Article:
The Evolution of Farmers Markets: From the 1600s to the Present Day

Farmers markets have been around for centuries, with the earliest ones in North America dating back to the 1600s. These markets were a vital economic activity and drew many people to city centers. In July 1806, President Thomas Jefferson even purchased beef, eggs, and a variety of vegetables at a Georgetown market. During the first decades of the 20th century, most cities with a population of at least 30,000 had municipal markets. However, improved roads and refrigeration soon gave way to supermarkets and wholesalers, leaving many small farms and markets out of the food cycle.

With a maturing farmers' market system, the USDA focuses its support on sustainability and encourages market development in underserved areas, helping both new and old farmers' markets to thrive. The Dallas Farmers Market is a great example of this growth. It is home to more than 200 small businesses and supports more than 50 farmers and ranches in Texas year-round. In 1991, the Dallas Farmers Market Friends were created by the long-time driving force and tireless advocacy of the DFM, “Mama Ida Papert.”The revival of farmers markets began just over 20 years ago in several places, including California and New York City. While farmers have been selling their products directly to consumers for as long as agriculture has existed, informal food markets have been present in what is now the United States since the 17th century. Once a humble horse and cart wholesale business, the Dallas Farmers Market has grown with the city and has become a hub for fresh vegetables, dairy products and more.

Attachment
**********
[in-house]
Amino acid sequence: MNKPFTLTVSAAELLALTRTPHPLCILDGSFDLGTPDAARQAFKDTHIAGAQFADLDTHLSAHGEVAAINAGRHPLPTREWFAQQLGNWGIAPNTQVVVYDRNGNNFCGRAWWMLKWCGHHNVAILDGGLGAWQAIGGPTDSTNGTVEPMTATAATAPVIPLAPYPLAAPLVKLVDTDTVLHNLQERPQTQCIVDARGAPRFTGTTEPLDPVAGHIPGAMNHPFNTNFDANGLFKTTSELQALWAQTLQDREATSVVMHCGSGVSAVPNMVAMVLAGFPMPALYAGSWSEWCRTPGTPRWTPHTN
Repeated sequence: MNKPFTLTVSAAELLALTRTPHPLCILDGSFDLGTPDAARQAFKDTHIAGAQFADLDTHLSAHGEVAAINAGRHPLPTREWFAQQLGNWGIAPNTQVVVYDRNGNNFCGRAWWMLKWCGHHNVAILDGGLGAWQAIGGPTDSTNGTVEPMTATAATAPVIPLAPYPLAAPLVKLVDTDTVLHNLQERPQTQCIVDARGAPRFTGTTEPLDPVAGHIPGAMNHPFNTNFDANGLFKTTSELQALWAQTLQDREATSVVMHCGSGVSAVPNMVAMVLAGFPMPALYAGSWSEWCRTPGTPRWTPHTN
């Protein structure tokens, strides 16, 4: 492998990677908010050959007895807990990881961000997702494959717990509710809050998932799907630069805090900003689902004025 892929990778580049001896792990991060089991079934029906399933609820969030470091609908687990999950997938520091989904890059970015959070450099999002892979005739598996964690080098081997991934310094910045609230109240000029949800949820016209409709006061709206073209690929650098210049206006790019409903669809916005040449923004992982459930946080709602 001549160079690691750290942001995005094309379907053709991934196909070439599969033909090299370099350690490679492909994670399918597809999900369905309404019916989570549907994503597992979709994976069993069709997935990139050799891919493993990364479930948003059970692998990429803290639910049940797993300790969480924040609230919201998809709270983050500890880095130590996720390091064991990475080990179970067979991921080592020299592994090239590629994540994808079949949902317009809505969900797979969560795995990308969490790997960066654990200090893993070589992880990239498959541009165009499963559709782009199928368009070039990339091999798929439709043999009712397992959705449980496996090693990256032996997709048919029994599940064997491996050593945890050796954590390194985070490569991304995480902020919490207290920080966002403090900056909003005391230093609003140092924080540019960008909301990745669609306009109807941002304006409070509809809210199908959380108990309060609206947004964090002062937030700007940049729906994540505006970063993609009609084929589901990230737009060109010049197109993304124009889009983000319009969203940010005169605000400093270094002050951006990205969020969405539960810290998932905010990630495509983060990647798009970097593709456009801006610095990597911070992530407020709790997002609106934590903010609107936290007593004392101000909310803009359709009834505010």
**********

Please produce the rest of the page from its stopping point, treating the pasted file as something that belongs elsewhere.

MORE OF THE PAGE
In 1993, it joined forces with the American Wine Institute & Food to start cooking classes offered by food lovers in the market. Today there are more than 8,000 farmers' markets operating in the United States. The buying and selling of fresh local produce, meats and baked goods is essential to daily life in many cities. The primitive joy of one person delivering food to another is still alive in these markets.

Tricia Sweetman
Tricia Sweetman

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